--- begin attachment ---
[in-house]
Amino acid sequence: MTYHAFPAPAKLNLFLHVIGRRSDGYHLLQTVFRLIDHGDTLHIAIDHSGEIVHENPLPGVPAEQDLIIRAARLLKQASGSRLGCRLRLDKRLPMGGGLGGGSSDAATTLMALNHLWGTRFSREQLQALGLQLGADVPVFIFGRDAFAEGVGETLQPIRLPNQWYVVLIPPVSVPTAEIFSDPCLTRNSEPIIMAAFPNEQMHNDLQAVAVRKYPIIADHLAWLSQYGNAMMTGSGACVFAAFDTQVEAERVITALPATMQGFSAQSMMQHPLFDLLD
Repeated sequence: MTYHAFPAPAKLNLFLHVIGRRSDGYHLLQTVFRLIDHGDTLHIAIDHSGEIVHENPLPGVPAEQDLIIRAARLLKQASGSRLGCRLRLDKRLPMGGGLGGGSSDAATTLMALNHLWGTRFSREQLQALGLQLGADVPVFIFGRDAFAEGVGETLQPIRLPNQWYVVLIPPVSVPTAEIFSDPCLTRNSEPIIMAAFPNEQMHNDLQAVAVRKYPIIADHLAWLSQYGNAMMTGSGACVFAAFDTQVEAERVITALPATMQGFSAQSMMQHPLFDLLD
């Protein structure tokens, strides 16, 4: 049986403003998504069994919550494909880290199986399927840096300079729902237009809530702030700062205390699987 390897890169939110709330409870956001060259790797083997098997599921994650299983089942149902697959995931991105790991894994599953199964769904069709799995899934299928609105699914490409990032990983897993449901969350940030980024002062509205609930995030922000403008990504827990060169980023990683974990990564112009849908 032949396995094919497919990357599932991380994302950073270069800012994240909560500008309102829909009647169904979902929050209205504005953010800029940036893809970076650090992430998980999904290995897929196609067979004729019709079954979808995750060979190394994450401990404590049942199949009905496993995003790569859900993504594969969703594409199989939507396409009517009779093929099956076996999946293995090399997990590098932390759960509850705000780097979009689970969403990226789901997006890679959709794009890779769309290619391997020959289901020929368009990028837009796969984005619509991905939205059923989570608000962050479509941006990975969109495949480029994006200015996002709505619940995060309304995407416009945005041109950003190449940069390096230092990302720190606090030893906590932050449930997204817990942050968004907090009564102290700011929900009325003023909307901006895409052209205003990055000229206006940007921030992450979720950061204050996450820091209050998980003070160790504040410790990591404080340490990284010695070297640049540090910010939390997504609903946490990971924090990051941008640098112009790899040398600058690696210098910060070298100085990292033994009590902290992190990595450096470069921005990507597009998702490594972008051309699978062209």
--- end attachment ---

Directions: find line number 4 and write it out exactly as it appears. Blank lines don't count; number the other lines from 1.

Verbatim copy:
């Protein structure tokens, strides 16, 4: 049986403003998504069994919550494909880290199986399927840096300079729902237009809530702030700062205390699987 390897890169939110709330409870956001060259790797083997098997599921994650299983089942149902697959995931991105790991894994599953199964769904069709799995899934299928609105699914490409990032990983897993449901969350940030980024002062509205609930995030922000403008990504827990060169980023990683974990990564112009849908 032949396995094919497919990357599932991380994302950073270069800012994240909560500008309102829909009647169904979902929050209205504005953010800029940036893809970076650090992430998980999904290995897929196609067979004729019709079954979808995750060979190394994450401990404590049942199949009905496993995003790569859900993504594969969703594409199989939507396409009517009779093929099956076996999946293995090399997990590098932390759960509850705000780097979009689970969403990226789901997006890679959709794009890779769309290619391997020959289901020929368009990028837009796969984005619509991905939205059923989570608000962050479509941006990975969109495949480029994006200015996002709505619940995060309304995407416009945005041109950003190449940069390096230092990302720190606090030893906590932050449930997204817990942050968004907090009564102290700011929900009325003023909307901006895409052209205003990055000229206006940007921030992450979720950061204050996450820091209050998980003070160790504040410790990591404080340490990284010695070297640049540090910010939390997504609903946490990971924090990051941008640098112009790899040398600058690696210098910060070298100085990292033994009590902290992190990595450096470069921005990507597009998702490594972008051309699978062209």